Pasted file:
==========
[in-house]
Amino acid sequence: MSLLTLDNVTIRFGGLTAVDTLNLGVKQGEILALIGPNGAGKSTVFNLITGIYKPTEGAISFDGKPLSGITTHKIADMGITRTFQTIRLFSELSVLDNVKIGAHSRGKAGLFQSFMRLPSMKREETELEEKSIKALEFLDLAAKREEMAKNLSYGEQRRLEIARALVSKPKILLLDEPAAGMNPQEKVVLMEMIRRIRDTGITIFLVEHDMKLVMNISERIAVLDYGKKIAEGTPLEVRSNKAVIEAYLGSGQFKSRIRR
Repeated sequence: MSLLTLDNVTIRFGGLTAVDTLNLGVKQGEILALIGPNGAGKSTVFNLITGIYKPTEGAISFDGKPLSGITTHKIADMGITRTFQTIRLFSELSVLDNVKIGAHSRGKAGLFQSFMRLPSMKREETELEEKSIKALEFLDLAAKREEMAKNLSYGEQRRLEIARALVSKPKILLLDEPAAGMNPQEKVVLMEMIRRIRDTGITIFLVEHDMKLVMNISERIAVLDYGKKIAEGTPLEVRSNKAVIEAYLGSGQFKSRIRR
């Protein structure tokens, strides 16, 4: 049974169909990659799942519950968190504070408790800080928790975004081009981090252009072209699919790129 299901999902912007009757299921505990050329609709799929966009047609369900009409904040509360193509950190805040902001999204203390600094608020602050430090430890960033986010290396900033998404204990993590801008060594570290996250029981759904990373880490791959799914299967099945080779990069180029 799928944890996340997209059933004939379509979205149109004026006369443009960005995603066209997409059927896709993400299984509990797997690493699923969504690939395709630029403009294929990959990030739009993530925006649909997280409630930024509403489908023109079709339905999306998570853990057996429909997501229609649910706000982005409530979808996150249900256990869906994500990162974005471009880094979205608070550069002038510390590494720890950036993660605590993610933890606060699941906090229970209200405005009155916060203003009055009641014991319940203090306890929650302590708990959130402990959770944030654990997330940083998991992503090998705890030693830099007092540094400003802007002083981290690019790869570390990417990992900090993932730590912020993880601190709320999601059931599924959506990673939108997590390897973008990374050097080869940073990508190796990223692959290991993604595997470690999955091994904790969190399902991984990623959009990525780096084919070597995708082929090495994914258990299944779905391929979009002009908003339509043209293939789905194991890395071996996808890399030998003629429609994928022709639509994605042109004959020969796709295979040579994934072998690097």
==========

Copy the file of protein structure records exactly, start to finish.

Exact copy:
[in-house]
Amino acid sequence: MSLLTLDNVTIRFGGLTAVDTLNLGVKQGEILALIGPNGAGKSTVFNLITGIYKPTEGAISFDGKPLSGITTHKIADMGITRTFQTIRLFSELSVLDNVKIGAHSRGKAGLFQSFMRLPSMKREETELEEKSIKALEFLDLAAKREEMAKNLSYGEQRRLEIARALVSKPKILLLDEPAAGMNPQEKVVLMEMIRRIRDTGITIFLVEHDMKLVMNISERIAVLDYGKKIAEGTPLEVRSNKAVIEAYLGSGQFKSRIRR
Repeated sequence: MSLLTLDNVTIRFGGLTAVDTLNLGVKQGEILALIGPNGAGKSTVFNLITGIYKPTEGAISFDGKPLSGITTHKIADMGITRTFQTIRLFSELSVLDNVKIGAHSRGKAGLFQSFMRLPSMKREETELEEKSIKALEFLDLAAKREEMAKNLSYGEQRRLEIARALVSKPKILLLDEPAAGMNPQEKVVLMEMIRRIRDTGITIFLVEHDMKLVMNISERIAVLDYGKKIAEGTPLEVRSNKAVIEAYLGSGQFKSRIRR
């Protein structure tokens, strides 16, 4: 049974169909990659799942519950968190504070408790800080928790975004081009981090252009072209699919790129 299901999902912007009757299921505990050329609709799929966009047609369900009409904040509360193509950190805040902001999204203390600094608020602050430090430890960033986010290396900033998404204990993590801008060594570290996250029981759904990373880490791959799914299967099945080779990069180029 799928944890996340997209059933004939379509979205149109004026006369443009960005995603066209997409059927896709993400299984509990797997690493699923969504690939395709630029403009294929990959990030739009993530925006649909997280409630930024509403489908023109079709339905999306998570853990057996429909997501229609649910706000982005409530979808996150249900256990869906994500990162974005471009880094979205608070550069002038510390590494720890950036993660605590993610933890606060699941906090229970209200405005009155916060203003009055009641014991319940203090306890929650302590708990959130402990959770944030654990997330940083998991992503090998705890030693830099007092540094400003802007002083981290690019790869570390990417990992900090993932730590912020993880601190709320999601059931599924959506990673939108997590390897973008990374050097080869940073990508190796990223692959290991993604595997470690999955091994904790969190399902991984990623959009990525780096084919070597995708082929090495994914258990299944779905391929979009002009908003339509043209293939789905194991890395071996996808890399030998003629429609994928022709639509994605042109004959020969796709295979040579994934072998690097």